Tuesday, November 29, 2022

Two Comics From Mike Dawson

I've been writing about Mike Dawson for much of his career as a mature artist, starting with his memoir Freddie And Me. In that nearly twenty-year period, Dawson has shown a tendency to never want to do the same thing twice. That's even been reflected in the fact that he's had multiple publishers during this time period. There's a proving curiosity in how he thinks about comics and the world that's reflected in his highly eclectic output as a cartoonist. In his most recent years, he's published two excellent YA books centered around a girl who plays basketball and her family called The Fifth Quarter. He's also been a prolific essayist and political cartoonist, publishing his work in The Nib and elsewhere. 

Dawson is less interested in political cartooning as a form of polemic and more interested in a larger cultural commentary and exploration of issues from a personal point of view. It melds his interest in history and politics with memoir and storytelling. Above all else, Dawson centers everything around narrative, even in shorter stories. It's the main reason his work is so easy to parse and digest: one always has a sense of what the protagonist wants, or at least what they're struggling with.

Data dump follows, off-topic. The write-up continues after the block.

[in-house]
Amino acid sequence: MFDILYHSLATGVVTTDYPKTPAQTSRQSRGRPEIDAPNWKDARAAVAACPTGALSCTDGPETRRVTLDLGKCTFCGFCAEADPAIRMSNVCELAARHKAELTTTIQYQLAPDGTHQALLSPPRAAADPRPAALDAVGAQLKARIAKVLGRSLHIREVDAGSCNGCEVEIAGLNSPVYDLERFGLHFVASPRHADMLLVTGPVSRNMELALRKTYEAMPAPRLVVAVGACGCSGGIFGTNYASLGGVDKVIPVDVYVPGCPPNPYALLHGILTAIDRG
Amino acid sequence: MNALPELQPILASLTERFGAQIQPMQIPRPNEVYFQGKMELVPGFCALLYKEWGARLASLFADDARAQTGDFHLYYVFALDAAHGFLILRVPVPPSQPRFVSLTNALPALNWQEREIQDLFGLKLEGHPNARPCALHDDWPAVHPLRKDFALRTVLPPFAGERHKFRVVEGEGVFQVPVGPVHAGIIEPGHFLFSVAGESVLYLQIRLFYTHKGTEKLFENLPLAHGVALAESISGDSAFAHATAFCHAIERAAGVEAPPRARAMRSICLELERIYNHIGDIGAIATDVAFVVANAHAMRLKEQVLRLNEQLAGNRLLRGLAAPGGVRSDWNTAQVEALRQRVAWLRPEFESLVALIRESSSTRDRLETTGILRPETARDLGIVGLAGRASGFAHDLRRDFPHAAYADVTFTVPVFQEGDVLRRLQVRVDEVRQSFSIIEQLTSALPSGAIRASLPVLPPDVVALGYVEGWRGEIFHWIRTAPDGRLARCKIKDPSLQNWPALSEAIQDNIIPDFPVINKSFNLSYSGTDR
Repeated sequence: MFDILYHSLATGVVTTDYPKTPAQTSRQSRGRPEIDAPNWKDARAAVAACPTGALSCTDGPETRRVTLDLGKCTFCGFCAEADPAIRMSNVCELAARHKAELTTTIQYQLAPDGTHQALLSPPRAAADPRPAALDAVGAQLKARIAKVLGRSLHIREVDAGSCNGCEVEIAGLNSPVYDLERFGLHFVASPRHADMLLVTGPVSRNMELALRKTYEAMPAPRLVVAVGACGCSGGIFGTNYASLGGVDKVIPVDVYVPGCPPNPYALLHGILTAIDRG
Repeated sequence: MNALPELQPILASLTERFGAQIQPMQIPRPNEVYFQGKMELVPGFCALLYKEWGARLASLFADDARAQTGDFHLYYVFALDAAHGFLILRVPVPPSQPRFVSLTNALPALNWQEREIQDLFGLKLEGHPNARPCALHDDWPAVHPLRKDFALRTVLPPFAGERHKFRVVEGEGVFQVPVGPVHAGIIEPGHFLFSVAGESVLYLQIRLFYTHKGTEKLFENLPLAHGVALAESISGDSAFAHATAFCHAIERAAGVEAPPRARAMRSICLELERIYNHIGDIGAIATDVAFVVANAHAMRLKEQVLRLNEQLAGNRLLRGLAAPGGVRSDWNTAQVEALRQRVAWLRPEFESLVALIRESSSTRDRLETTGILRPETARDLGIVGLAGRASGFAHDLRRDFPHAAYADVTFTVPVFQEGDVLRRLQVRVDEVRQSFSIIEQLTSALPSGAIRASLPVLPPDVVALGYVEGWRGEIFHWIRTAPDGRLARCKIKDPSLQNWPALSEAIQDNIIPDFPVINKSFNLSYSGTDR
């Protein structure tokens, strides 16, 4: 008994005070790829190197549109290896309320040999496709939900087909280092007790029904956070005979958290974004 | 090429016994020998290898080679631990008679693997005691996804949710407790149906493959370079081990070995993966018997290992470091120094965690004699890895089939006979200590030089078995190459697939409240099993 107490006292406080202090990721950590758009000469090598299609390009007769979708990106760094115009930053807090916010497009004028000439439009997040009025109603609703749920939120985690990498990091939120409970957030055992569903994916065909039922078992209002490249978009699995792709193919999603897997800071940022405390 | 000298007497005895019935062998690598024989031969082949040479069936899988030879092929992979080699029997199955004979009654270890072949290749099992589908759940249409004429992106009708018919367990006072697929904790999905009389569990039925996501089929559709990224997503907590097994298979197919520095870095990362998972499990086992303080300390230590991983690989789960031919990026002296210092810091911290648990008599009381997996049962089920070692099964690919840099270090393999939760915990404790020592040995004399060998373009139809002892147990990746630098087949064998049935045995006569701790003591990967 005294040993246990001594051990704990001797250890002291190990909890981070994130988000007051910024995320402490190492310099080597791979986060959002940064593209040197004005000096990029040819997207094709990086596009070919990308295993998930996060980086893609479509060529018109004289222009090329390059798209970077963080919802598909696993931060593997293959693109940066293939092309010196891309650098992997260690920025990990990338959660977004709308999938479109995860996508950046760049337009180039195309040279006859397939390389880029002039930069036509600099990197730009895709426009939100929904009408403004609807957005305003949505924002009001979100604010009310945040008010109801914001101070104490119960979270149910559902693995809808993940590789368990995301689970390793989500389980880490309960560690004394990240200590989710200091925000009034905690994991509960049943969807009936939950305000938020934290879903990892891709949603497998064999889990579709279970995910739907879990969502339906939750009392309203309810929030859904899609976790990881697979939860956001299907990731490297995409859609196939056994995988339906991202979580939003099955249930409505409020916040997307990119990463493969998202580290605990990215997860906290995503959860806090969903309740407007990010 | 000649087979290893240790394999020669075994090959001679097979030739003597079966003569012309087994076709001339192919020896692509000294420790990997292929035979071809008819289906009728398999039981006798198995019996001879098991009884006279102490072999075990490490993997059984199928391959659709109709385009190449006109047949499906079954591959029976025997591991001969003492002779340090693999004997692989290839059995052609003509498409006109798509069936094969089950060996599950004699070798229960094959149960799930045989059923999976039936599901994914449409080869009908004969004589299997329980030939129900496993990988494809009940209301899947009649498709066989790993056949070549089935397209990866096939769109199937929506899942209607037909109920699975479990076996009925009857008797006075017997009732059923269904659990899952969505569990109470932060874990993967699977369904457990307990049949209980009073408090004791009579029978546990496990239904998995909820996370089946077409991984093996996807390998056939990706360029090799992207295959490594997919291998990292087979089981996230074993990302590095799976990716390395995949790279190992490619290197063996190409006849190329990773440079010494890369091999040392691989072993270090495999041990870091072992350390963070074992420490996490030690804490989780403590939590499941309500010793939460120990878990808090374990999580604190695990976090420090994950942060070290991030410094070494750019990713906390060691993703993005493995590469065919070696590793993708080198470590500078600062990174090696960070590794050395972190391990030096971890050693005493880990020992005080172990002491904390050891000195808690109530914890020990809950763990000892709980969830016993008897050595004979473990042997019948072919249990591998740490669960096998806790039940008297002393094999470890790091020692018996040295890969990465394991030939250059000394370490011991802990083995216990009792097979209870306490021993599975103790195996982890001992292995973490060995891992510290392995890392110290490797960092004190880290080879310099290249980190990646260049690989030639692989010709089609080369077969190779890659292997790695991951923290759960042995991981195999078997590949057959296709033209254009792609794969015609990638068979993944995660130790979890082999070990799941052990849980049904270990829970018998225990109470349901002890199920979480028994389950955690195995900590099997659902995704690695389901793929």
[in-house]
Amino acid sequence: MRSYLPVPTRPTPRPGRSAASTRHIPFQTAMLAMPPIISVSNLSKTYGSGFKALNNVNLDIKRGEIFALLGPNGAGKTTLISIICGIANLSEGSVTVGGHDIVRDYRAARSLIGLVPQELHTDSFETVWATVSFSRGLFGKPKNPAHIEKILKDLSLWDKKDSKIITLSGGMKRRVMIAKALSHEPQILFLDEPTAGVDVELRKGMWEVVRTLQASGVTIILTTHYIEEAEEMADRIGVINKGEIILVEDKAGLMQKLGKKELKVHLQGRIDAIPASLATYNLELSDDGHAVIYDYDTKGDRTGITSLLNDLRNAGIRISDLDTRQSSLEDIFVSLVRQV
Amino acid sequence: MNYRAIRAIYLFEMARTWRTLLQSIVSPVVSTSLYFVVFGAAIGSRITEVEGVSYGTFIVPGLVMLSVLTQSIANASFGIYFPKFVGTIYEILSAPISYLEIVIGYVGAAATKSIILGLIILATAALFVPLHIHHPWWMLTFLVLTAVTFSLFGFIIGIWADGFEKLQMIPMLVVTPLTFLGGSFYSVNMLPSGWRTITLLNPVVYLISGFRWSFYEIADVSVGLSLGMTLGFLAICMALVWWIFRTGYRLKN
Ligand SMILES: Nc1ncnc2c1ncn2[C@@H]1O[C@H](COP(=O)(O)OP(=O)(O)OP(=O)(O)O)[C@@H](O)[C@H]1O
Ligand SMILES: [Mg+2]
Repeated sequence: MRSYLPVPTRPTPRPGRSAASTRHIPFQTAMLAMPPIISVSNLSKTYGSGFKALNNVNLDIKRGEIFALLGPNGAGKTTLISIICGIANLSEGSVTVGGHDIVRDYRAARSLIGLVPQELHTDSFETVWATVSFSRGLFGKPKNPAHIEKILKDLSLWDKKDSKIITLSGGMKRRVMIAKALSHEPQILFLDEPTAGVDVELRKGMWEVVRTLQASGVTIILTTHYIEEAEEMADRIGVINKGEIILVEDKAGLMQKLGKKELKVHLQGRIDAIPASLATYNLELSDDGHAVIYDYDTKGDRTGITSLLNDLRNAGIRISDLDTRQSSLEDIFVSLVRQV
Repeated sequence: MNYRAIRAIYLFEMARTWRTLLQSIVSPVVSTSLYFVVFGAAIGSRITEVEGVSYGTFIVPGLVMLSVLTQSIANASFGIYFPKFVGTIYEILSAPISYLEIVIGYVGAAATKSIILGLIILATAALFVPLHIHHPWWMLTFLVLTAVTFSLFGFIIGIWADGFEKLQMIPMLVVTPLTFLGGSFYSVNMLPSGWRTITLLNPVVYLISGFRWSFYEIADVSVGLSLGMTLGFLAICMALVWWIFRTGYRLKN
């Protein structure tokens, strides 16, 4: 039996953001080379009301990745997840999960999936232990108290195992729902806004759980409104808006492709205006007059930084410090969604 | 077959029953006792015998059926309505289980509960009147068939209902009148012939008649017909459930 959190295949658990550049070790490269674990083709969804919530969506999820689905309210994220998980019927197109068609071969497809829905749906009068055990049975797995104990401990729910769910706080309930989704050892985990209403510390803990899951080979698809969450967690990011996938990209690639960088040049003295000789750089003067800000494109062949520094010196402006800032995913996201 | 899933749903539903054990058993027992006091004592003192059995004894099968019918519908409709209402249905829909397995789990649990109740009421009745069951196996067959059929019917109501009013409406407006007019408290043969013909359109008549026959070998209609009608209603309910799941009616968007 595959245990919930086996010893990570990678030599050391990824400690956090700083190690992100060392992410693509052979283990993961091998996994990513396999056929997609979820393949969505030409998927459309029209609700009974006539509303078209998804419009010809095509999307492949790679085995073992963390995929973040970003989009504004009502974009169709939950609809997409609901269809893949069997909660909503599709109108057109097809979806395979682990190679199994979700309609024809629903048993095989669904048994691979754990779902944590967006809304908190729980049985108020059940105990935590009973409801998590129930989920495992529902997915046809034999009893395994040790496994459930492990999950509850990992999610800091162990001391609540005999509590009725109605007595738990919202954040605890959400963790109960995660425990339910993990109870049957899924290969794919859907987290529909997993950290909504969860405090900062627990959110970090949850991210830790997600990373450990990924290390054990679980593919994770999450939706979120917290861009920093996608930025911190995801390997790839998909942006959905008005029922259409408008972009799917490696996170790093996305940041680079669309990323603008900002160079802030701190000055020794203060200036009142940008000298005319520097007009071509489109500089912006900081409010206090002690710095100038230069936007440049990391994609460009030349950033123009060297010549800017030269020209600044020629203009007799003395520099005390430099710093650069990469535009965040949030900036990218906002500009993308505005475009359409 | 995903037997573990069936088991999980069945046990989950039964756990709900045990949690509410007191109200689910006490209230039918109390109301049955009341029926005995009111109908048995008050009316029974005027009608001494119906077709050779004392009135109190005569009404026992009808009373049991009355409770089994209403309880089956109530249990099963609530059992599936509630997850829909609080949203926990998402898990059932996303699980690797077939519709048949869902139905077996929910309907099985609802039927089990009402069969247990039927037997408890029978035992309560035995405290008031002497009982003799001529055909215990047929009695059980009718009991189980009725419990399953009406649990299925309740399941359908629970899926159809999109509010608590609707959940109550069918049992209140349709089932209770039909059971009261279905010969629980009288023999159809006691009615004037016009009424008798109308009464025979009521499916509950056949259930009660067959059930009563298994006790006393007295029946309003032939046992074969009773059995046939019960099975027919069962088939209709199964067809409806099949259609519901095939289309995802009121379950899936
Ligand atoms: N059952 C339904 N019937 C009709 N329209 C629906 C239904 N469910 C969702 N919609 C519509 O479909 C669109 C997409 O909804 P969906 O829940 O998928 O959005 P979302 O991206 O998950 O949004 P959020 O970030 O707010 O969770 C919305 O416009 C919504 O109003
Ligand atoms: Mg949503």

That clarity is at play even as Dawson has proven to be one of the most restless of cartoonists in this period. One gets the sense that he wants to do every kind of comic at once, and in every kind of format. Indeed, Troop 182 was published as a webcomic, a series of minicomics, and a book; each iteration was slightly different. I think Dawson's hit on something with his recent minicomics collections of material from webcomics and his patreon. There's a cohesion to them that feels like he's been regularly cranking out minis for years like John Porcellino.